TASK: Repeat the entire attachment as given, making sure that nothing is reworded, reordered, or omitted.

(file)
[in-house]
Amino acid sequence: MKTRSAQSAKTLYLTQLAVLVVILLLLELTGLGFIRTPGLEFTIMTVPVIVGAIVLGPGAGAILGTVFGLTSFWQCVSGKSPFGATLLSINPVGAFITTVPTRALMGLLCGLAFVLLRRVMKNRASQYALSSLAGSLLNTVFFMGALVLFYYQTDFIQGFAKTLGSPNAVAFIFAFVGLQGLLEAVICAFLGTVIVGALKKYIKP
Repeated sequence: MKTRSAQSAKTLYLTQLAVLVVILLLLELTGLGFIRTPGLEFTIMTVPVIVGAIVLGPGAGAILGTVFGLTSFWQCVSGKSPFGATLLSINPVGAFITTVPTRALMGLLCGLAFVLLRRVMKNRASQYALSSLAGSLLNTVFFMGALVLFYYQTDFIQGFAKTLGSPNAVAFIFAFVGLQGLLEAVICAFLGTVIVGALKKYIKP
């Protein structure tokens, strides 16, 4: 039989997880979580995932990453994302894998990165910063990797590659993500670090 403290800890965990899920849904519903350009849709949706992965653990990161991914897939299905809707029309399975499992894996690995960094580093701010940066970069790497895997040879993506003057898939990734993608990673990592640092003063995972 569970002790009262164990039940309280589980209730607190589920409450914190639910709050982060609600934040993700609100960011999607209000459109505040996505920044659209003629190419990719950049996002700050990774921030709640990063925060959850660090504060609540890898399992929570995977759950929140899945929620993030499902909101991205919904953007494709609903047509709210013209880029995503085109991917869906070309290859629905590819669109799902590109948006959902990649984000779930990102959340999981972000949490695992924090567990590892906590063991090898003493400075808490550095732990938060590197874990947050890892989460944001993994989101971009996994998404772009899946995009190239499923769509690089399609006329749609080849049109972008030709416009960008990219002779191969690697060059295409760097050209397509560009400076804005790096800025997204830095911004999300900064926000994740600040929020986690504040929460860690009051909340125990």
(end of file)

[in-house]
Amino acid sequence: MKTRSAQSAKTLYLTQLAVLVVILLLLELTGLGFIRTPGLEFTIMTVPVIVGAIVLGPGAGAILGTVFGLTSFWQCVSGKSPFGATLLSINPVGAFITTVPTRALMGLLCGLAFVLLRRVMKNRASQYALSSLAGSLLNTVFFMGALVLFYYQTDFIQGFAKTLGSPNAVAFIFAFVGLQGLLEAVICAFLGTVIVGALKKYIKP
Repeated sequence: MKTRSAQSAKTLYLTQLAVLVVILLLLELTGLGFIRTPGLEFTIMTVPVIVGAIVLGPGAGAILGTVFGLTSFWQCVSGKSPFGATLLSINPVGAFITTVPTRALMGLLCGLAFVLLRRVMKNRASQYALSSLAGSLLNTVFFMGALVLFYYQTDFIQGFAKTLGSPNAVAFIFAFVGLQGLLEAVICAFLGTVIVGALKKYIKP
């Protein structure tokens, strides 16, 4: 039989997880979580995932990453994302894998990165910063990797590659993500670090 403290800890965990899920849904519903350009849709949706992965653990990161991914897939299905809707029309399975499992894996690995960094580093701010940066970069790497895997040879993506003057898939990734993608990673990592640092003063995972 569970002790009262164990039940309280589980209730607190589920409450914190639910709050982060609600934040993700609100960011999607209000459109505040996505920044659209003629190419990719950049996002700050990774921030709640990063925060959850660090504060609540890898399992929570995977759950929140899945929620993030499902909101991205919904953007494709609903047509709210013209880029995503085109991917869906070309290859629905590819669109799902590109948006959902990649984000779930990102959340999981972000949490695992924090567990590892906590063991090898003493400075808490550095732990938060590197874990947050890892989460944001993994989101971009996994998404772009899946995009190239499923769509690089399609006329749609080849049109972008030709416009960008990219002779191969690697060059295409760097050209397509560009400076804005790096800025997204830095911004999300900064926000994740600040929020986690504040929460860690009051909340125990």